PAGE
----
With only a handful of new cases reported this year, Pakistan may be on the verge of eliminating the polio endemic within a few months, according to the World Health Organisation (WHO).
Pakistan and Afghanistan are the last places where polio remains prevalent. Millions of children are expected to be vaccinated over three days with police escorts guarding health workers against militants who oppose immunisations against the crippling disease.
Speaking to the BBC, Dr Michel Thieren, the WHO representative for Pakistan said: “The challenges we have are both logistics and security.”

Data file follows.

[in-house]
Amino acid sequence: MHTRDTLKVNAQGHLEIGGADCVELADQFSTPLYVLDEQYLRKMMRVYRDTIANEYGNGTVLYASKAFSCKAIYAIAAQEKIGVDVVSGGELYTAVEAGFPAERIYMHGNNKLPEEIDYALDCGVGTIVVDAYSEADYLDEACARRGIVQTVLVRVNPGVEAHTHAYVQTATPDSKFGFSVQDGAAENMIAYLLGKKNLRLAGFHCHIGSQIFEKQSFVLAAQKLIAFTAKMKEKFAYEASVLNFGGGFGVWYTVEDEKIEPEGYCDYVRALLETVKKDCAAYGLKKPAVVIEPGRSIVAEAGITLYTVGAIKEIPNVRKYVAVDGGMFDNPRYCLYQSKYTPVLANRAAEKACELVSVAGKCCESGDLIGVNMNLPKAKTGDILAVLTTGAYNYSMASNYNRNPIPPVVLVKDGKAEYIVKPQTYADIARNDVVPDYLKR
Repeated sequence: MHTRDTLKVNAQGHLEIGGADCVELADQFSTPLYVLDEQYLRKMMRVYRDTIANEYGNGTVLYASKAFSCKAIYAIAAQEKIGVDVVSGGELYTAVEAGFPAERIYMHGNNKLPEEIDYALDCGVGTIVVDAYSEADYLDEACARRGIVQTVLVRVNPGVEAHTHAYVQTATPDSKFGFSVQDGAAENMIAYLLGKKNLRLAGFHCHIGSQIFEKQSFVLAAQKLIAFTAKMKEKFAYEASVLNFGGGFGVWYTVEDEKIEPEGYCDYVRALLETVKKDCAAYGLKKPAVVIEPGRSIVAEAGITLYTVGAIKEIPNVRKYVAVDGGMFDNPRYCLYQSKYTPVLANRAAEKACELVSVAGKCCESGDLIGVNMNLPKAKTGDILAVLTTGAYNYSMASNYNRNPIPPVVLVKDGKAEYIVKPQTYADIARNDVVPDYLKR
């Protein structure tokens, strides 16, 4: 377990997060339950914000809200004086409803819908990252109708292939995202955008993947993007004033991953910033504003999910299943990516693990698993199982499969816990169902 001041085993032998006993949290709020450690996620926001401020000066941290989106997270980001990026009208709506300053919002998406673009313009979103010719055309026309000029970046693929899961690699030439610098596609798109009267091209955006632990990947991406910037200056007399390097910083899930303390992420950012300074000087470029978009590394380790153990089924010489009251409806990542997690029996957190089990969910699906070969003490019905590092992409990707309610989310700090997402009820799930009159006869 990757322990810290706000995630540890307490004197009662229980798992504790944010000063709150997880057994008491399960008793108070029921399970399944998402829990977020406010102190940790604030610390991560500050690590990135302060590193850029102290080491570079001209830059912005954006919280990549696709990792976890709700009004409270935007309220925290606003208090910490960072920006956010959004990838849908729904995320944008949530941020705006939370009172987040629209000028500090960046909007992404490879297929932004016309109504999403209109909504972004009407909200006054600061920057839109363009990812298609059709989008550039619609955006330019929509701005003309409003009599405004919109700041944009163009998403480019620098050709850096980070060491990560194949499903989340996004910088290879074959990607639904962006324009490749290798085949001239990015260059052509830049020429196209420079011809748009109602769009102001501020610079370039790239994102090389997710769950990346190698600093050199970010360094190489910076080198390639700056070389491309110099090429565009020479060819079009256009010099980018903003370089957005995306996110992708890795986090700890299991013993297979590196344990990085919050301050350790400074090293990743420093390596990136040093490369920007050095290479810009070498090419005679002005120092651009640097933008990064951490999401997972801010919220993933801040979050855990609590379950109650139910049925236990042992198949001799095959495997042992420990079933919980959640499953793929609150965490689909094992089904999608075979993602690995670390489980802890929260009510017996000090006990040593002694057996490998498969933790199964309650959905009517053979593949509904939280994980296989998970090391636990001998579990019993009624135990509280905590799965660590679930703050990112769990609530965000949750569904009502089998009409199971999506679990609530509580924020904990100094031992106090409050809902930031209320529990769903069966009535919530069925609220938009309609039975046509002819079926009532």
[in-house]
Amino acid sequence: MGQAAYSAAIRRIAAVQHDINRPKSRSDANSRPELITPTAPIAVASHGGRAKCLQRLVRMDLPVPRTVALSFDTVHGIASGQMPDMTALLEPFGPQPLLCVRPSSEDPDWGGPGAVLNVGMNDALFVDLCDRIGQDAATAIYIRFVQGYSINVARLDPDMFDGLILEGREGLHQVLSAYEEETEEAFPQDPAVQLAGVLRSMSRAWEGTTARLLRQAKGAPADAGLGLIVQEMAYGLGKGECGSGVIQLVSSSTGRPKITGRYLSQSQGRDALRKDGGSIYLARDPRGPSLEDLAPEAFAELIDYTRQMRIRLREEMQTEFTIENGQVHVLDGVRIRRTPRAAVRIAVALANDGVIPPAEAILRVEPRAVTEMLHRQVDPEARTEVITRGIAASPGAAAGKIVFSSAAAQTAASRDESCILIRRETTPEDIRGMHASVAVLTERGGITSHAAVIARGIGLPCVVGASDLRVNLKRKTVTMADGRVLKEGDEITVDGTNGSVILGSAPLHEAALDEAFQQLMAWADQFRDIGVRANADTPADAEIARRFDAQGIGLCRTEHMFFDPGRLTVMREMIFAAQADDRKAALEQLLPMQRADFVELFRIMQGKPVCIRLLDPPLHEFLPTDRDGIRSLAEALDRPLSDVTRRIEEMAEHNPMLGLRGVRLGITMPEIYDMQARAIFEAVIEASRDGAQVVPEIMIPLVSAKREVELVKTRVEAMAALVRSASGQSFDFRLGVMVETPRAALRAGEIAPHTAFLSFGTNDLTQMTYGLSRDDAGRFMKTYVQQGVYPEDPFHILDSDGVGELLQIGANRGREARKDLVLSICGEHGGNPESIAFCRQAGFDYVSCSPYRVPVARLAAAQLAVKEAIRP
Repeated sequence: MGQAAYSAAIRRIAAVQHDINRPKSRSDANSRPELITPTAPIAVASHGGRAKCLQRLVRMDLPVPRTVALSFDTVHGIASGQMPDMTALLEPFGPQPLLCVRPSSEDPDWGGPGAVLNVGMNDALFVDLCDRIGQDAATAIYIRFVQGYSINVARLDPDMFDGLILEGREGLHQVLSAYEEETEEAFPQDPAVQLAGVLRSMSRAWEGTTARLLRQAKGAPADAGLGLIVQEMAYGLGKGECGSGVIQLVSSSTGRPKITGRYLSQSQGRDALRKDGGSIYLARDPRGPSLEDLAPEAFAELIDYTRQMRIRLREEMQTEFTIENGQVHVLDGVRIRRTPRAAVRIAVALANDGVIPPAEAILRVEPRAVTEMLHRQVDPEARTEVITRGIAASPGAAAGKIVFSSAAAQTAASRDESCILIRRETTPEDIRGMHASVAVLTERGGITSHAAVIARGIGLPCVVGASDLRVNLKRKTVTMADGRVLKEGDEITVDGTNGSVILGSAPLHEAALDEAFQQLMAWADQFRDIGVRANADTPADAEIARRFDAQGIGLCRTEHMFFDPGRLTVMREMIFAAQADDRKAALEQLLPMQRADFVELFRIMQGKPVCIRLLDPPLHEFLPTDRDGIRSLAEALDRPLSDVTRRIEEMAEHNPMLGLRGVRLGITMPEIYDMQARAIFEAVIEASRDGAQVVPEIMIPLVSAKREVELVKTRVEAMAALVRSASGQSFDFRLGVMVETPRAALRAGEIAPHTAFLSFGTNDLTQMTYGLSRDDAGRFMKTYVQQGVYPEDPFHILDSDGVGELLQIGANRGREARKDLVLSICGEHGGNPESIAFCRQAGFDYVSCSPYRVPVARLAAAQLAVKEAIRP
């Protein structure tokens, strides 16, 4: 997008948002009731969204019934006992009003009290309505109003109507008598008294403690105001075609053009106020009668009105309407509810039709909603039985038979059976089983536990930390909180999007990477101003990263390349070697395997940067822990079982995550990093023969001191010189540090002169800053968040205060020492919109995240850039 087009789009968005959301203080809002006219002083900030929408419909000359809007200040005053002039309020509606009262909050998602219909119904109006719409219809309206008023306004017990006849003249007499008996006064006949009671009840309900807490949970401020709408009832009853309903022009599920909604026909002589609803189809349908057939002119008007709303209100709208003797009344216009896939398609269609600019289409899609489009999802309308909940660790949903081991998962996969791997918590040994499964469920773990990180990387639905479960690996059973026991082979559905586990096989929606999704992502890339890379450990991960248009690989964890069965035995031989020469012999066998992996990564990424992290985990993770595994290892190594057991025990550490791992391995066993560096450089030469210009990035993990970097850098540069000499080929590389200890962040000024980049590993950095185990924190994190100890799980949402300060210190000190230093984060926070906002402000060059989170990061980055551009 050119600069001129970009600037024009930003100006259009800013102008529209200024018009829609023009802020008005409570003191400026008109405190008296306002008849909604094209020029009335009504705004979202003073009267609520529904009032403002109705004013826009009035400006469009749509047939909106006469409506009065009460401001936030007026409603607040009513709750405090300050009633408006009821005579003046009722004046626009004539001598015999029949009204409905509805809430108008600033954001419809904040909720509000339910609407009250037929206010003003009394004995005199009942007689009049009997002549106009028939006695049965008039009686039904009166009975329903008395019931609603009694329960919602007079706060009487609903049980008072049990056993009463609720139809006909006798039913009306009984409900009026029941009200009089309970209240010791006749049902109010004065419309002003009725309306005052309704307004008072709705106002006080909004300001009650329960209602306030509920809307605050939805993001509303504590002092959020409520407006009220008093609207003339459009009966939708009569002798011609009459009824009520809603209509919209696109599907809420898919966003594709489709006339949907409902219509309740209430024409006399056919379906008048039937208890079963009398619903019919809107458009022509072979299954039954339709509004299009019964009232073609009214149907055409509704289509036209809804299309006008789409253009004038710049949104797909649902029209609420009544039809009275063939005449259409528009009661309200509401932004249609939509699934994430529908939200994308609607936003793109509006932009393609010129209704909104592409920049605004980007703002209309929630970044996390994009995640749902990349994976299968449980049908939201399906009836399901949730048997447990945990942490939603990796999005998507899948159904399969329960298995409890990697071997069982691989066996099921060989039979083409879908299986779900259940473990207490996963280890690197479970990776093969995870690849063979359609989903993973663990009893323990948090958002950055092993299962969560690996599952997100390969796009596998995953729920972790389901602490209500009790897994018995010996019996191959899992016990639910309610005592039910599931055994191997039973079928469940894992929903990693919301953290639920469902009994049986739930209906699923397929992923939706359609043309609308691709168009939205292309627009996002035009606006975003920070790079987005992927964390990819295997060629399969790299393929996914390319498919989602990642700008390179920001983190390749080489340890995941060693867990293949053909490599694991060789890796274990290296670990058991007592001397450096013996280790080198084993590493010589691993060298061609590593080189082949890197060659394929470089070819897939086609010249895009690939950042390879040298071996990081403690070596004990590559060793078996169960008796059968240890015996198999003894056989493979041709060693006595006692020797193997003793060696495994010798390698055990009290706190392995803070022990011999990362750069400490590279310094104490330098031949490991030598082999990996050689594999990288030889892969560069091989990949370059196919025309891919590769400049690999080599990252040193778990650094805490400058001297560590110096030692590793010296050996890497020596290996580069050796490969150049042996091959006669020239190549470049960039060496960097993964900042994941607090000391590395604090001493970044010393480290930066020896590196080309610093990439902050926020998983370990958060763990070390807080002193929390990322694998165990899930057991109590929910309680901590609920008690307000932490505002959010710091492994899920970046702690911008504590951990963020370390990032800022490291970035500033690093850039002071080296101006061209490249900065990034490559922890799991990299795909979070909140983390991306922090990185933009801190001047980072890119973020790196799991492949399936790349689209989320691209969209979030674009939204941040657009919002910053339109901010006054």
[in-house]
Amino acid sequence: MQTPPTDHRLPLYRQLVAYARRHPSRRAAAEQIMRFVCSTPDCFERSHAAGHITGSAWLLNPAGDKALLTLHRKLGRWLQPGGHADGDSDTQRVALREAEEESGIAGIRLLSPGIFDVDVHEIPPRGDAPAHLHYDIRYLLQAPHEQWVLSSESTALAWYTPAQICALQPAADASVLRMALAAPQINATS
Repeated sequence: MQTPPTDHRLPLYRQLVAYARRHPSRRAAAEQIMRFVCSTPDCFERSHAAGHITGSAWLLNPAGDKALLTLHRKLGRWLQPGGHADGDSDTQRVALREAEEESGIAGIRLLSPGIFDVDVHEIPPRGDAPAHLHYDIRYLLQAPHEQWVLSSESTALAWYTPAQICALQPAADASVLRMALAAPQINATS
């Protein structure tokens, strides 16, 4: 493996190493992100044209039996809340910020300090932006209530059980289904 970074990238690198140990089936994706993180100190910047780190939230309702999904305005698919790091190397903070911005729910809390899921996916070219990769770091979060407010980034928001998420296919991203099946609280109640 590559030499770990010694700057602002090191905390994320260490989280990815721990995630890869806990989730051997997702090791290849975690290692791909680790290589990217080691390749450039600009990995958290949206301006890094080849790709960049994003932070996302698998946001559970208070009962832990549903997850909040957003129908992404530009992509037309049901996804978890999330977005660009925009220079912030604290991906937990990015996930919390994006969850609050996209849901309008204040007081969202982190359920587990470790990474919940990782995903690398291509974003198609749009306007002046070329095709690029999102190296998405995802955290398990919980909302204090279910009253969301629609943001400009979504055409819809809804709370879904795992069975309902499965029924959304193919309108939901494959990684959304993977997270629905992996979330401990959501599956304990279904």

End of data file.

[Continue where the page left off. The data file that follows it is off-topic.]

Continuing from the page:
Thieren said that nearly 70,000 medical staff aim to immunise almost 10 million children in the drive, which is taking place in Khyber-Pakhtunkhwa (K-P) and semi-autonomous tribal areas in the northwest, as well as in southwest Balochistan province.
“They have with them 12 million doses for the coming three days,” he said, adding, “We are very close. A handful of cases [were] noticed this year – about 11 in Pakistan and I think about five in Afghanistan.”
He went on to say, “This is the lowest toll of cases in history. We expect to be within months of polio elimination in Pakistan.”
Earlier, during a meeting of the provincial taskforce at Emergency Operations Centre (EOC) in Peshawar, the Deputy Commissioner Riaz Mehsud, lauded the role of law enforcement agencies in polio eradication.
In 2014, Pakistan had recorded more than 300 polio cases, its highest number since 1999. The number of cases fell to 52 in 2015.
This article originally appeared on BBC.